No, the human loop, as I said in one of my previous answers, is still to validate. You mentioned hallucinations. You mentioned safety. Safety is an important problem, what we call the alignment problem, aligning the values of AI to the values of humans, like safety, bias, fairness and so on, right? We don’t want a chat bot, like ChatGPT to be abusive, to have abusive language. And we don’t want them to give advice on how to do violent things, to build bombs or to kill people, right? Or simply advise on health, right? You ask, I have a headache, what should I do? They should not. They should tell you, go to a doctor. And not allowed to give you health, I think, right? But they do that.

So, all these things which go under the umbrella of responsible AI and safety and trust, they still require some form of human in the loop. And I said that we could have like quality assurance loops where some humans interact and say, oh, this… not to be safe. It’s an abusive answer. I mark it as abusive. I believe, and I probably see some article where we start doing that automatically. Imagine we have a much more expert language model, expert exact on safety issues that could actually correct, teach the other model. This is not very good to do, but this is still a big research issue and not a problem.

Can we predict the future of AI?


Okay, well, I have just one last question. And that question is, if you were running the interview and not me, what is the question that you would ask yourself? Is there something really important that I’ve forgotten to ask?


Ah, that’s interesting. You asked exactly the questions that I would ask myself because probably you are, you read books, thank you for reading my books. And you got to know me and to know my interests and my points, the points that I was trying to make there. I don’t have a specific question to ask myself. I know probably, the question is what will happen in the next five years? And the answer is somewhat that some of the some great scientists gave. Making prediction is very hard, especially ahead of time. So, so, I mean, who could predict the ChatGPT 20 years ago, 20, no one did, right?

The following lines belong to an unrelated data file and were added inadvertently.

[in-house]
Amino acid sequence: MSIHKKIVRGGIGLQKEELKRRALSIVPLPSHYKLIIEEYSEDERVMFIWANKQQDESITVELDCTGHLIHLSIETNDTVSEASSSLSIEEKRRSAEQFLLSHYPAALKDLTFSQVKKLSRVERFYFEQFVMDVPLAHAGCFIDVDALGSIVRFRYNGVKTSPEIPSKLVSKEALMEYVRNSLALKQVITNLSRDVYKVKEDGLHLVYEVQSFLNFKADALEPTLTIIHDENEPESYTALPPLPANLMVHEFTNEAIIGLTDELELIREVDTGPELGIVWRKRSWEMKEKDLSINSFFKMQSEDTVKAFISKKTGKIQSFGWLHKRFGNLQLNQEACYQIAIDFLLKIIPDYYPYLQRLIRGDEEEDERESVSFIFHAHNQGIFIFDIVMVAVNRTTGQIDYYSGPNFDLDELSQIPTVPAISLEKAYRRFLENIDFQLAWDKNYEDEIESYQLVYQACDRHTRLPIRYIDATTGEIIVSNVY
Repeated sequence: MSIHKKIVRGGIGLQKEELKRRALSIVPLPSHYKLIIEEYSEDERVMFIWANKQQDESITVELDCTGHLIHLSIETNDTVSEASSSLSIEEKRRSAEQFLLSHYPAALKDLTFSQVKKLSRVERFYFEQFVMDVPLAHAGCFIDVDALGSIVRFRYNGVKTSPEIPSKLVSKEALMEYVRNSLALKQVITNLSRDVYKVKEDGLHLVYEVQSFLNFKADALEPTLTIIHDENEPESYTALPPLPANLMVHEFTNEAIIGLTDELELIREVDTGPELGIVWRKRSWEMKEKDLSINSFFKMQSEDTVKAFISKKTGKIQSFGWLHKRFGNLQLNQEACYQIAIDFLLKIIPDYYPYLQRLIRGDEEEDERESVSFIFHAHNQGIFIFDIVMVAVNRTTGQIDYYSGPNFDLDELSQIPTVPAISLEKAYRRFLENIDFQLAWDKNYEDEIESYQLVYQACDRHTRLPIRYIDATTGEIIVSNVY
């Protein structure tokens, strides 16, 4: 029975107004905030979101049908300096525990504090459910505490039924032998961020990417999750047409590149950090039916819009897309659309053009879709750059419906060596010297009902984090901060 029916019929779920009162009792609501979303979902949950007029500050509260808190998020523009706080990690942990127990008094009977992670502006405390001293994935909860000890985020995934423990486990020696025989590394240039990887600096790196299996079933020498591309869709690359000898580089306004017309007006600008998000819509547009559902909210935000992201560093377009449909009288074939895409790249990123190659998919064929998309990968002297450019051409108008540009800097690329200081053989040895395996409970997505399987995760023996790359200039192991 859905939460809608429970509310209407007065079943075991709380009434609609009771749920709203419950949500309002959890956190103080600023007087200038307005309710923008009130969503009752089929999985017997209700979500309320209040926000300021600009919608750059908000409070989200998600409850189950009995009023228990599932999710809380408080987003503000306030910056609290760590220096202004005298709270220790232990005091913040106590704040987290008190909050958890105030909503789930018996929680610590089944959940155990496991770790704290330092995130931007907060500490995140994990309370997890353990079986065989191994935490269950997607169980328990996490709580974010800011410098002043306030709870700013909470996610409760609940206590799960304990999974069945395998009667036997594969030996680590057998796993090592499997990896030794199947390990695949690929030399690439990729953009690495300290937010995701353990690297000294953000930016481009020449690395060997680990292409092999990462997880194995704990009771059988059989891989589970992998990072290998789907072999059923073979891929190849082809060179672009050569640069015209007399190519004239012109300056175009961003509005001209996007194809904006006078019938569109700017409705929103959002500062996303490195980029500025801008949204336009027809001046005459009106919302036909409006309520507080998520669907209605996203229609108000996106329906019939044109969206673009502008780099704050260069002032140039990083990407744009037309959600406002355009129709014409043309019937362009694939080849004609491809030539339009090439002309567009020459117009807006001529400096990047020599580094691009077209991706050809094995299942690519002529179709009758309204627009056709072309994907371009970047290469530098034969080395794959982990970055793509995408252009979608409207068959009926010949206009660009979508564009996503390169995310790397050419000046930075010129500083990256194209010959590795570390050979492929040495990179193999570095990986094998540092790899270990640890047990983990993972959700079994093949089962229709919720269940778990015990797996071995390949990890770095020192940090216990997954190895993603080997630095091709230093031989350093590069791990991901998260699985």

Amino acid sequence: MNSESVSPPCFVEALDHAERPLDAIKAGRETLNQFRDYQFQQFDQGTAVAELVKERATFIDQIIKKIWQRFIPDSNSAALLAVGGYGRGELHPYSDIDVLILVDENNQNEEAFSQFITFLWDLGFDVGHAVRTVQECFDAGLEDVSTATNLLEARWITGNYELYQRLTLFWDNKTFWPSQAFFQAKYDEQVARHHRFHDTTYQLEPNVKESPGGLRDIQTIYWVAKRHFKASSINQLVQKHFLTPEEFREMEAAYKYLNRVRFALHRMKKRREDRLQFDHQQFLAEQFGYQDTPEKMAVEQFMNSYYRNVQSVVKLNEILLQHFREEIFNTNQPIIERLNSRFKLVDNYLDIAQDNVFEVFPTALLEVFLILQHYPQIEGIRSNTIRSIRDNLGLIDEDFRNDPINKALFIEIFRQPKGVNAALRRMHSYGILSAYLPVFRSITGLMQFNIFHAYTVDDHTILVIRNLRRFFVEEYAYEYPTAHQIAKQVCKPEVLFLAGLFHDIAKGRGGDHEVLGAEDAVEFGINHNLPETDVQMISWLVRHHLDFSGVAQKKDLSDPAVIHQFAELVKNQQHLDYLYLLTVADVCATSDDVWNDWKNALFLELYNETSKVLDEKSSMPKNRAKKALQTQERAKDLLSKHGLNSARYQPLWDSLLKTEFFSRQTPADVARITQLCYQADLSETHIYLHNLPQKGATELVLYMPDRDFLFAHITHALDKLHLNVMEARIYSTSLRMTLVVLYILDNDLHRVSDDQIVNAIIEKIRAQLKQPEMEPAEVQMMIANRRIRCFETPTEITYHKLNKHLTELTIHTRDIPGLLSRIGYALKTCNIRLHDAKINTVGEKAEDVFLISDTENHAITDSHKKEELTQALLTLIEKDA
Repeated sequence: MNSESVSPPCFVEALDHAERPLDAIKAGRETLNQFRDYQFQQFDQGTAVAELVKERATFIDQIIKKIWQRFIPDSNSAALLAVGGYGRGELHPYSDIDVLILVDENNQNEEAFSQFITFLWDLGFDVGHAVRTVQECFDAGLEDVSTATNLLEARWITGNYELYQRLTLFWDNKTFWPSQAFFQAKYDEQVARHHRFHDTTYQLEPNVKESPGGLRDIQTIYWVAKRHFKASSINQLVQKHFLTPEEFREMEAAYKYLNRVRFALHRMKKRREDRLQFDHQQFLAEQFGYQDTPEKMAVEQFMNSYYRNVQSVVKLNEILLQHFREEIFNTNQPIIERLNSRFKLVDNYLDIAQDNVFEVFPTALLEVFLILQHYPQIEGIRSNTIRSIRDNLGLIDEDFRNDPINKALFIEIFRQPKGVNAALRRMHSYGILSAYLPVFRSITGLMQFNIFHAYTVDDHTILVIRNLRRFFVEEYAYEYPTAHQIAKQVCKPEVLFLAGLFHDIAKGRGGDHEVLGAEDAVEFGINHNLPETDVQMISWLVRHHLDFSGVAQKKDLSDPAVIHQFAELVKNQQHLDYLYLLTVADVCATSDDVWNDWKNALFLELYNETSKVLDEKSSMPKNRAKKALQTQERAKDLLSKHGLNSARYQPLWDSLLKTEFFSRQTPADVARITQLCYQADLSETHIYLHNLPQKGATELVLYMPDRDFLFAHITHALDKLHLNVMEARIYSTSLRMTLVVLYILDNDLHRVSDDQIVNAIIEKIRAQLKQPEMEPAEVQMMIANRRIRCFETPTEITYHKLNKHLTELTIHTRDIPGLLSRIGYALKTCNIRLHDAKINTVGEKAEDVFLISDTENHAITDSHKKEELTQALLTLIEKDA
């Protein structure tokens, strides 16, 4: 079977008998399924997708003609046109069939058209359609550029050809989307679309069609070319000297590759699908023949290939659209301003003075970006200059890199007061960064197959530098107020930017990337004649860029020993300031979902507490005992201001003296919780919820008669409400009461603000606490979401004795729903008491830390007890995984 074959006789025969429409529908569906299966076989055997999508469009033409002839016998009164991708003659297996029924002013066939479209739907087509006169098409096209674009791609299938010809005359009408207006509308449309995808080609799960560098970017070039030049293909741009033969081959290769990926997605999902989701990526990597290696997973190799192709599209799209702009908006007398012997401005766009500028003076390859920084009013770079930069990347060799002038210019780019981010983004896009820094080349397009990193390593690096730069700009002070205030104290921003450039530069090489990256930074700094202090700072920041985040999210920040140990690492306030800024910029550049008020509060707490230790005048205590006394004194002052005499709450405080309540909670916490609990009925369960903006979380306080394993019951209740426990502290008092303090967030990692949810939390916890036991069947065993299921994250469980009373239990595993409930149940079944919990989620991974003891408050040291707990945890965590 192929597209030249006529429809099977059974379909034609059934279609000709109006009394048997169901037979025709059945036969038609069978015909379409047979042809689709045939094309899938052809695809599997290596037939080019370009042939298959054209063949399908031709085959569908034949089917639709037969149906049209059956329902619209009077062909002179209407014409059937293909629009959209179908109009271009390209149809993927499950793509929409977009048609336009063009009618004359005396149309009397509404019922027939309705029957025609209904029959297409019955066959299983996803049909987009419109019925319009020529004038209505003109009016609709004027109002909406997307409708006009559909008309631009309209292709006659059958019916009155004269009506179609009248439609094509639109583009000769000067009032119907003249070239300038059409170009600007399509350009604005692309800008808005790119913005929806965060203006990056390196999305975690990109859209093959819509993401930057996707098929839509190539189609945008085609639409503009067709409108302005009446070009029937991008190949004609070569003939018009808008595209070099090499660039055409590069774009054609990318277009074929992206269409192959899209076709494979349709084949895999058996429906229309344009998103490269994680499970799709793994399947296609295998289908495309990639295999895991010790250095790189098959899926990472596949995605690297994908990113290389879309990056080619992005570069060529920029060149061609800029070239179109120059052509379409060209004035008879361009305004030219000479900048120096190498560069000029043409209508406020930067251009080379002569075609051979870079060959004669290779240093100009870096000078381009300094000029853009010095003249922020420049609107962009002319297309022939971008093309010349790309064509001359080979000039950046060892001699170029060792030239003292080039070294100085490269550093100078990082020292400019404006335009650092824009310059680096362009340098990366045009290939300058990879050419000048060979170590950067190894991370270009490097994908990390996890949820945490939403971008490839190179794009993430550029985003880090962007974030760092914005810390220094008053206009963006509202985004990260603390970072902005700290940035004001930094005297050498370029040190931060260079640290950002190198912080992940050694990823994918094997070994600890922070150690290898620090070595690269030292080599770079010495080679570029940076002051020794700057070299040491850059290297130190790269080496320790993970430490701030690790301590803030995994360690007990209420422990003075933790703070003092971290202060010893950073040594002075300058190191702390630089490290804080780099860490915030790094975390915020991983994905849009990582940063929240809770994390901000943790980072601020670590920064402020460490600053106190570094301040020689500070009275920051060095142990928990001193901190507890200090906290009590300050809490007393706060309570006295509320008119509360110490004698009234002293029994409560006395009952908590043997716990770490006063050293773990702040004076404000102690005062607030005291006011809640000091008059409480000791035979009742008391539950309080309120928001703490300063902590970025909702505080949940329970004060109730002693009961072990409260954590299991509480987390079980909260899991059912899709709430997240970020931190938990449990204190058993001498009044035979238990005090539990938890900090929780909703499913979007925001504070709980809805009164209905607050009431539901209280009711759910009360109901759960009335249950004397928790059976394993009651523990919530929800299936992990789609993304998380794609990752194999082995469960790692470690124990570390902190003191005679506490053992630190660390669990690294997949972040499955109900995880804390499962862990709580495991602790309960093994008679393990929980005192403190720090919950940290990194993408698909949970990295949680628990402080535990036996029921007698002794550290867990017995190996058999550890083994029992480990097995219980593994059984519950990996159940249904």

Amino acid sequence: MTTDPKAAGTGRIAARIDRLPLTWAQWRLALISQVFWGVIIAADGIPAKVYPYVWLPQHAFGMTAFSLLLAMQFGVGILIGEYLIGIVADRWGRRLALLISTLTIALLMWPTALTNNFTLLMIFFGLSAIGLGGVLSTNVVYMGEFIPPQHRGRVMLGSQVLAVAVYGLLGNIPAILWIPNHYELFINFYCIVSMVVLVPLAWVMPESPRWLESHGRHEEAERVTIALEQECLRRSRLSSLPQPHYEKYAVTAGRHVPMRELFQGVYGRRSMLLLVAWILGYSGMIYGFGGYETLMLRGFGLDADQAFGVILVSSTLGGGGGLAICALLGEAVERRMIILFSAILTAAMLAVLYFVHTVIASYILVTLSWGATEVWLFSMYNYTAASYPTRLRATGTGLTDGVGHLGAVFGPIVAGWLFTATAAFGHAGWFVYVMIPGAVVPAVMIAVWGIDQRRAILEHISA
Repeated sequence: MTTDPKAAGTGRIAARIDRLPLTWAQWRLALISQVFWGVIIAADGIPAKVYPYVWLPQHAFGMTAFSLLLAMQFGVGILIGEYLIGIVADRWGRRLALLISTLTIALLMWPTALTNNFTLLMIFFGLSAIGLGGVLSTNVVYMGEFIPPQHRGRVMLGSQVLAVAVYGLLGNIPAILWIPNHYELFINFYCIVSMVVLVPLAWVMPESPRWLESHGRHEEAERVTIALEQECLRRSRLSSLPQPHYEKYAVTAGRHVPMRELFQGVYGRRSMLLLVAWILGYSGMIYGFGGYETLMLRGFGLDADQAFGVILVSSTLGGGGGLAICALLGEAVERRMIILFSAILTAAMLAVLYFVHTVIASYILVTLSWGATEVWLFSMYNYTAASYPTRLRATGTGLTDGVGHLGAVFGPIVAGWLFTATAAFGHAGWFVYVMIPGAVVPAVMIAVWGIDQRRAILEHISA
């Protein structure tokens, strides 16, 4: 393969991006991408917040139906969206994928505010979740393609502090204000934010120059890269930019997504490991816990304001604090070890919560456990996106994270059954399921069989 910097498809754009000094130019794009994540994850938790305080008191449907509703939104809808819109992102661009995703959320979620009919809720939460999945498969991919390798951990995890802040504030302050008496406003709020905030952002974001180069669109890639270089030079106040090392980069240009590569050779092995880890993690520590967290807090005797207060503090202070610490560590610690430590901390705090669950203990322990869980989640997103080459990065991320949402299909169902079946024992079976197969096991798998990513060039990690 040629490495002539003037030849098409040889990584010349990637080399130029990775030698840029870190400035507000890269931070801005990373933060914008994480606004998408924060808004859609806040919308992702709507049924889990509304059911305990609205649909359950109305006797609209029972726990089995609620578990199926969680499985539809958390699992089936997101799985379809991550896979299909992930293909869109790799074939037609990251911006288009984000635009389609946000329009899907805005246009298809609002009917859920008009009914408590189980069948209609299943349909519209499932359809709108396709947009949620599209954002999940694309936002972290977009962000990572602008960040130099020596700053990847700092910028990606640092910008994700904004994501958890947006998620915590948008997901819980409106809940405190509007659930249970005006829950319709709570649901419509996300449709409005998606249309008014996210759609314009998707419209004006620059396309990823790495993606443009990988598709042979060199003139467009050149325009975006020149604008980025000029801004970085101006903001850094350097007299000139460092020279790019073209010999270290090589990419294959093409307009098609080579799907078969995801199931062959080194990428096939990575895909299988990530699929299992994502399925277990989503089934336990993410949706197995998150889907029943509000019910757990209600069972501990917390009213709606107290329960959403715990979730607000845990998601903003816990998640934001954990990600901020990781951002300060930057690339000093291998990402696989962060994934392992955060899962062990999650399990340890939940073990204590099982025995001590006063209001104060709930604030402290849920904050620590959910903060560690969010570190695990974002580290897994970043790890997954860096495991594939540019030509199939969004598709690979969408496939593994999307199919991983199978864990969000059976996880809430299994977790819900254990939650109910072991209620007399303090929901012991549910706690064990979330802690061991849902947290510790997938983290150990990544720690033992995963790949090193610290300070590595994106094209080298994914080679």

My wife and I, my wife and I often sit down and say, you know, talk about could we have predicted where we are today if we looked just two years ago? And usually the answer is across a lot of big things there’s something that… that we would never have imagined, places

our lives have gone.


It’s interesting, we had a New York City party with some friends here and I ran a game that I’ve done in another party, say, let’s predict what will happen at the end of this 2024 and let’s meet again at the end of 2024. I wrote down the predictions actually, actually. And the prediction was about political status, about the AI and all this stuff, the economy and stuff like that. We’ll see how good. But who could predict COVID and how Mel Brooks would say, who could expect the Spanish Inquisition? No one did expect that.


Well, Roberto, can’t thank you enough for your time and your patient and insightful responses to the questions. It was really great to spend this time together and to dig a little bit deeper

into things that I think are really the important topics in our industry today. So huge thank you.


Thank you so much, Phil. I know that we have been dating for some time before we actually took, I probably started a couple of years ago and I changed jobs and all these other things,

but it’s great. I really enjoyed. Thanks a lot for the great questions. Next podcast, we do it in front of a good glass of Pinot Noir from from some of the great wineries in Australia or in Italy.


They’re both great suggestions and perhaps we can talk about art and photography in the next session.


That would be great. Thank you, Phil.


Thanks again Roberto, take care.